Kotas may move out of rectory

By Jessica Cejnar, The Triplicate February 19, 2014 04:07 pm

Security work at St. Joseph may not be enough to keep him there

Father Adam Kotas: “After what happened in Eureka, I’m being extra-extra-extra cautious.”
Father Adam Kotas: “After what happened in Eureka, I’m being extra-extra-extra cautious.” Del Norte Triplicate / Bryant Anderson
In response to the murder of Eureka priest Father Eric Freed and his own safety concerns, Del Norte’s Catholic leader says he wants to leave the church rectory.

But because some, including his bishop and a few parishioners, oppose such a move, Father Adam Kotas says he is struggling to reconcile those wishes with his own psychological wellbeing.

As details about Freed’s homicide continue to emerge, Kotas, pastor of St. Joseph Catholic Church in Crescent City, said he doesn’t feel safe at the rectory and is looking for a new place to live.

“Access to Father Eric was facilitated by where Father Eric resided,” Kotas said. “It’s obvious where I live. Everybody knows where the priest lives; right next to the church.”

Freed’s body was found in his upstairs bedroom at St. Bernard Church’s rectory after he failed to show up for a 9 a.m. Mass on Jan. 1. The murder suspect, 44-year-old Gary Lee Bullock, of Redway, had been released from jail at 12:43 a.m. after a public intoxication arrest and was later found twice on the church grounds acting erratically, according to authorities.

Surveillance footage shown at Bullock’s preliminary hearing Jan. 22 captured him at the rectory door about an hour after he was released from jail, according to the Times-Standard. Cameras show Bullock going back inside the rectory a few times before Freed’s car is shown driving away at 7:01 a.m.

Humboldt County Superior Court Judge Marilyn Miles ruled that there was sufficient evidence for Bullock to stand trial on murder and other charges in Freed’s death.

Kotas, who was close to his colleague in Eureka, said people come to him for help at all hours of the day, some knocking on the rectory door in the middle of the night. 

Recently a transient showed up at St. Joseph and for about four days refused to leave, Kotas said. The church gave the man clothes, a raincoat, food, money for a bus ticket and a motel room. Kotas said he and parishioners told the transient that they did all they could for him and there were no other services and to please seek help in another city. But, he wouldn’t leave.

“After what happened in Eureka I’m being extra-extra-extra cautious,” Kotas said. “I called the police and reported it to one of the parishioners.”

Since Freed’s death, Kotas’ bishop, Robert Vasa, leader of the Diocese of Santa Rosa, sent a memo to the parishes in his diocese encouraging them to improve their safety and security.

In Crescent City, the northernmost parish in the diocese, parishioners installed metal bars on the rectory windows and replaced the building’s sliding glass doors with security doors, Kotas said. The church has set up surveillance cameras on the church grounds and installed a new alarm system. Since Freed’s death, the church has enacted a new policy to keep the alarm on and its doors locked at all times, Kotas said.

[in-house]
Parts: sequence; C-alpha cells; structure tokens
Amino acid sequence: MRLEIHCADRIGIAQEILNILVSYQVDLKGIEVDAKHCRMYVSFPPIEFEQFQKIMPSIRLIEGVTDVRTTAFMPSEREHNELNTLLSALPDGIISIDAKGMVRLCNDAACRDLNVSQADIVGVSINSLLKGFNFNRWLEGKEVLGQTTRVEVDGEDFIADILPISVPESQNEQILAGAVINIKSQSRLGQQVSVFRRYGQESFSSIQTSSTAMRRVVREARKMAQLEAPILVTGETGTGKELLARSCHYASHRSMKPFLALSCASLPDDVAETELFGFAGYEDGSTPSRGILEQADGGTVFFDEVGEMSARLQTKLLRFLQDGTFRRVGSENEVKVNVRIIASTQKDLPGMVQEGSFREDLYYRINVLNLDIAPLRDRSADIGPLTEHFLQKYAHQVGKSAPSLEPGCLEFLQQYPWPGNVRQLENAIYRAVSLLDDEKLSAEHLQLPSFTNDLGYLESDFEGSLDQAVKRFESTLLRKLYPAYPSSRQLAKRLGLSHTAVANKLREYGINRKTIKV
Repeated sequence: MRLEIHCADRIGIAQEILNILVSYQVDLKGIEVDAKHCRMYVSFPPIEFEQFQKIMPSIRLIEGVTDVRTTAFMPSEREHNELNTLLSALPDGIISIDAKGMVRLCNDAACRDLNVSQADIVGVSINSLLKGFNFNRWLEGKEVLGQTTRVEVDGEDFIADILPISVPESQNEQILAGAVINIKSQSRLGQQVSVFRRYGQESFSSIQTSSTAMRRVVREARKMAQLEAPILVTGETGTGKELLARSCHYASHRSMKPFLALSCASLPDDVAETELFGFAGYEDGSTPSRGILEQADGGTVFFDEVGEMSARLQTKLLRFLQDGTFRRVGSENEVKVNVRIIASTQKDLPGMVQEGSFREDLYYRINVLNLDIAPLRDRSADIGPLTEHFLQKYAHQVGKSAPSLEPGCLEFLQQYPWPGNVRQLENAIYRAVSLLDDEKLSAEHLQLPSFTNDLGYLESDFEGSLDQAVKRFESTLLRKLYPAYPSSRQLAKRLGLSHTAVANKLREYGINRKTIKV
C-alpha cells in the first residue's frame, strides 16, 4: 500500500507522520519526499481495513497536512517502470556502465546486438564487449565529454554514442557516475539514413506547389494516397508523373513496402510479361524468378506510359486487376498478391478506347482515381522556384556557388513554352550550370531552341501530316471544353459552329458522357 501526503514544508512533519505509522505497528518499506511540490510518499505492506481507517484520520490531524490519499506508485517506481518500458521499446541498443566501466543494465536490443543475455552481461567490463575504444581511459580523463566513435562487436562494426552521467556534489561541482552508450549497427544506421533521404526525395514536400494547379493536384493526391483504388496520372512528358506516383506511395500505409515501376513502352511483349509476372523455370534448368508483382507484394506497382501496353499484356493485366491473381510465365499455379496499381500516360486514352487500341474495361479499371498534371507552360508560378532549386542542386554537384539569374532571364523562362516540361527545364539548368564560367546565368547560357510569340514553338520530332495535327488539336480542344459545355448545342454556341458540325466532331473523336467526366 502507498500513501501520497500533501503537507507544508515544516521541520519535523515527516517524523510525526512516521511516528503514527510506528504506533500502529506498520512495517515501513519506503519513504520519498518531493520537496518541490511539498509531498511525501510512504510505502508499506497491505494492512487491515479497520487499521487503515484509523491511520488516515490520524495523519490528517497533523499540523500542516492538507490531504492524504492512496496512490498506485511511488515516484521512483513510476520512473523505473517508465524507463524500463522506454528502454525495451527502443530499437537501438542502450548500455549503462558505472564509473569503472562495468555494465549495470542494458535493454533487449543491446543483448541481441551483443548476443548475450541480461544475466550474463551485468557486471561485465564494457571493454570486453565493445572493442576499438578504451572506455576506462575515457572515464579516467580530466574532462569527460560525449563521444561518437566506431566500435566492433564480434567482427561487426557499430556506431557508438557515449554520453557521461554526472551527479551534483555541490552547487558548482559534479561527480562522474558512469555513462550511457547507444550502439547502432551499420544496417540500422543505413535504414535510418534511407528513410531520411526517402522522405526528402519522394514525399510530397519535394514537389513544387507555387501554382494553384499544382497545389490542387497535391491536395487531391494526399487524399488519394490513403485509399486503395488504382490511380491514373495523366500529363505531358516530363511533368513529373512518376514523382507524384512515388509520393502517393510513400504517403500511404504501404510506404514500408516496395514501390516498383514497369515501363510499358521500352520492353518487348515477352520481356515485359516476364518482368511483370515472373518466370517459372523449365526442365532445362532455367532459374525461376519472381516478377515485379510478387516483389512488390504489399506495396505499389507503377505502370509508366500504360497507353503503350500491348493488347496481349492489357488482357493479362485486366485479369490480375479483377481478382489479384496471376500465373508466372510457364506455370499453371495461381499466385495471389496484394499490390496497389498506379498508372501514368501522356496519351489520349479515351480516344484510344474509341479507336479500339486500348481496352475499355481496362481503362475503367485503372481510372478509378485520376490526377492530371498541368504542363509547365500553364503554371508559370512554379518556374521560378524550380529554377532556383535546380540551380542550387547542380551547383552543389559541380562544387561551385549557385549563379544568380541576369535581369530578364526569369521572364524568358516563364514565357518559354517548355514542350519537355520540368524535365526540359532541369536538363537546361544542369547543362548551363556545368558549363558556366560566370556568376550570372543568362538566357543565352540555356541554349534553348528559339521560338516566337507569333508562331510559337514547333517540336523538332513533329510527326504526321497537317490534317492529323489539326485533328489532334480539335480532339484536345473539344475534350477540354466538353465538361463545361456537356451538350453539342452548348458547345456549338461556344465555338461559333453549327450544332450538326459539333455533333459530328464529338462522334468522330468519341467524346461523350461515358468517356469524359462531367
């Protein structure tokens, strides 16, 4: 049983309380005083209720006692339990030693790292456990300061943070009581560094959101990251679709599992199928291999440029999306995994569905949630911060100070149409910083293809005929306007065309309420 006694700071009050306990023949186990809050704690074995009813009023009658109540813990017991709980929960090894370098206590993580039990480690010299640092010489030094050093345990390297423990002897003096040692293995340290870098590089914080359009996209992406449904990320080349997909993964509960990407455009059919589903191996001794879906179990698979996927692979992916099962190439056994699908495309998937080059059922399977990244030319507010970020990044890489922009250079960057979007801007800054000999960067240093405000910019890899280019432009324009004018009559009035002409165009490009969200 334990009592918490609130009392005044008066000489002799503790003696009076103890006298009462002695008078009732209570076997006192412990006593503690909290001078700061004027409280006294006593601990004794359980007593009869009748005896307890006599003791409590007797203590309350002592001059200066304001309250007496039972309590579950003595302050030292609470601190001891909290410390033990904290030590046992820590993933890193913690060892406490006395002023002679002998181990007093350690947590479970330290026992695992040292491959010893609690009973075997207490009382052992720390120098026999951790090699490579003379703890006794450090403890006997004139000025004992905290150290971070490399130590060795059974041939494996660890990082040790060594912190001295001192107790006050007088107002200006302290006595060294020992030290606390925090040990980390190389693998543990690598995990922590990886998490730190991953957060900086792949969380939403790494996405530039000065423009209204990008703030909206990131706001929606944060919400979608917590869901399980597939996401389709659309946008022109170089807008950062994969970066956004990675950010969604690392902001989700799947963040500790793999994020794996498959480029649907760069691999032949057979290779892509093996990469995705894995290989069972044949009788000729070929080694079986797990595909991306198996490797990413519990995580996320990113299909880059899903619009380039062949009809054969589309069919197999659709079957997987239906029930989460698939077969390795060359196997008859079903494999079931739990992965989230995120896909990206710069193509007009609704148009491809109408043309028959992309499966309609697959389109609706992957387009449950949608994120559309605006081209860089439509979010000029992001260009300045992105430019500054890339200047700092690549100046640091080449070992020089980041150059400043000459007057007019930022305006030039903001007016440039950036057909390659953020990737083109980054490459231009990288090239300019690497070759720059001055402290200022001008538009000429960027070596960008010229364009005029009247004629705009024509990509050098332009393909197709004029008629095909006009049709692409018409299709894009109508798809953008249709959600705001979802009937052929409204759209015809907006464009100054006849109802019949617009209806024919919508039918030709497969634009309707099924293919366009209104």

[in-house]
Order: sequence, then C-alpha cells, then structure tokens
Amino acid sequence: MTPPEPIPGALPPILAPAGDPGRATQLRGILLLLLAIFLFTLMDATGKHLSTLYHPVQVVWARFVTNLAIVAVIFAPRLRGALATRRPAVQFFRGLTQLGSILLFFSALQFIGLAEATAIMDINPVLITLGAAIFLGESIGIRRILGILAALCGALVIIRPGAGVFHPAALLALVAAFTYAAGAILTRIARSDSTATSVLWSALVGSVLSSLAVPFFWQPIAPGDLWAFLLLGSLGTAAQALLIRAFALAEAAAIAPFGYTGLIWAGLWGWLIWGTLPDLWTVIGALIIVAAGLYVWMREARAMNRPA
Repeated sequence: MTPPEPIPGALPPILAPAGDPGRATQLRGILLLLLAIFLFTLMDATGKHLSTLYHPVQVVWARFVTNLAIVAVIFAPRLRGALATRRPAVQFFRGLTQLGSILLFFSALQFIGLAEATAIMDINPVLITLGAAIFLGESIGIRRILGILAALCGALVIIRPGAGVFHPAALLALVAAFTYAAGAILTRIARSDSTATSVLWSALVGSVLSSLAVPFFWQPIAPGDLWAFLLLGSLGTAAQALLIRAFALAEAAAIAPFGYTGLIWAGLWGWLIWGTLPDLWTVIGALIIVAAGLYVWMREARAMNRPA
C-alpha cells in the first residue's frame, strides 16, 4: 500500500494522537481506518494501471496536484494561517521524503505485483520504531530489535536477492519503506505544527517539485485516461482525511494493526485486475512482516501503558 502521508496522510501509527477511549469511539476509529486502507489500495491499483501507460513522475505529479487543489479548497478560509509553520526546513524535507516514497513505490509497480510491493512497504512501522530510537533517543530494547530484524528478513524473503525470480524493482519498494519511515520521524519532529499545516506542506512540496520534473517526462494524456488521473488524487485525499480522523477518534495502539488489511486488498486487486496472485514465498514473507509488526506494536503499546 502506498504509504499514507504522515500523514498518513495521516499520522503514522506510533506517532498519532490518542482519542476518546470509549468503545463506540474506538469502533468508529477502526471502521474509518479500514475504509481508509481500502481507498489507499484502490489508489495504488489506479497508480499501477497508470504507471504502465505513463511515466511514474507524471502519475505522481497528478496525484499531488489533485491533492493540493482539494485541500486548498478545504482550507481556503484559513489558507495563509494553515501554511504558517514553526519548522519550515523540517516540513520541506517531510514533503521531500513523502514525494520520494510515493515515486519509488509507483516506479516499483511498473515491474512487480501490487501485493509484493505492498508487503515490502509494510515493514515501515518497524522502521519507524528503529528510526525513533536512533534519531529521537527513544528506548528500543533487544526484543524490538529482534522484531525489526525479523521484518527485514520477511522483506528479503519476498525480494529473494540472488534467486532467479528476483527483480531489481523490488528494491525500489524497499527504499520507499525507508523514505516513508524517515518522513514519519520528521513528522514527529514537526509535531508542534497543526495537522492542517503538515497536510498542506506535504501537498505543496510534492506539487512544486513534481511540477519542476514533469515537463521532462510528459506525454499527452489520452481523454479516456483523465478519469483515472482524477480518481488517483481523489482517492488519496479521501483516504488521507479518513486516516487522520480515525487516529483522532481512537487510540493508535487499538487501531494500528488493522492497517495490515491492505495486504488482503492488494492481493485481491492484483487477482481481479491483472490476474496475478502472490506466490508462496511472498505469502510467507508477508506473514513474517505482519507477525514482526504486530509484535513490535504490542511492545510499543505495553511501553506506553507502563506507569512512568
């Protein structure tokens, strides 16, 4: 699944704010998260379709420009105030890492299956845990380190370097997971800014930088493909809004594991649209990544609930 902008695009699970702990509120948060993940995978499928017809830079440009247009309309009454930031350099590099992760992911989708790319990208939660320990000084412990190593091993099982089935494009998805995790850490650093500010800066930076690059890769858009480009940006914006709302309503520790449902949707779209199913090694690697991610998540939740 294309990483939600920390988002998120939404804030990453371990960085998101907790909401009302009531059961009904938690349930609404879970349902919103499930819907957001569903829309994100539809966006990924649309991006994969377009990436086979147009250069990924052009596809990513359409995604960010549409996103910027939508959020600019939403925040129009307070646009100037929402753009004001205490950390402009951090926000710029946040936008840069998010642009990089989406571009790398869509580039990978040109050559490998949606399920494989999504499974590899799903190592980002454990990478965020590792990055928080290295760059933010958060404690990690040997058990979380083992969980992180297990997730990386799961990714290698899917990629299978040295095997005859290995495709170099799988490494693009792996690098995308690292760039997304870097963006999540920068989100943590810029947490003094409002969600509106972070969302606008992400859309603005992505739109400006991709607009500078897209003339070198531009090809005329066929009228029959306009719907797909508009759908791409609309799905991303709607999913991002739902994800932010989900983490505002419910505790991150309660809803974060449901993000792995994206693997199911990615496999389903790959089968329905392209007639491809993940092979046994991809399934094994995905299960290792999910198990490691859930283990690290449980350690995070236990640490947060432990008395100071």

Parishes throughout the Diocese of Santa Rosa are taking a closer look at safety and security, Vasa said. But, he added, he isn’t sure that it is necessary for priests to move out of their rectories.

Living close to the church allows the priest easy access to those in need of spiritual aid and for his own daily prayer, the bishop said. Moving off church grounds could create significant costs, but, Vasa said he isn’t going to micromanage the actions of individual parishes.

“The death of Father Eric Freed is such an extraordinary kind of event,” he said. “This happens maybe once every 10 years in the United States. Saying I need to move out of the rectory because it’s not safe probably borders on an overreaction. However to find some means of making the rectory secure so priests feel safe, that’s important.”

As a priest who has taken a vow of obedience, Kotas says he wants to comply with his bishop’s wishes. There are also those among his own parish who think he’s being “a crybaby” for wanting to move out of the rectory, he said. But, Kotas pointed out, he needs to feel comfortable where he’s living.

“I’m isolated from the nucleus of the Diocese of Santa Rosa and I’m isolated from other priests,” he said. “I don’t really have that support because I’m so far away. Father Eric was a great support for me and now he’s not here.”

Despite comments from some of his parishioners, there are others, including Kotas’s own family, who are still concerned about his safety. Kotas said this is part of what fueled his desire to move. Some of his family members have offered to take up a collection for living expenses, but paying rent will still be difficult.

The financial burden may also be difficult for St. Joseph, Kotas said. The facility is large and there are bills to pay. The church is also still paying off a debt of more than $100,000 from when St. Joseph School was in operation.

But Freed’s death has also created an outpouring of support from within and outside the local Catholic community, Kotas said.

“I’m the priest for all of Crescent City. I don’t just minister to Catholics, I’m here for everybody,” he said. “And people outside have been absolutely wonderful. I’m very very grateful.”

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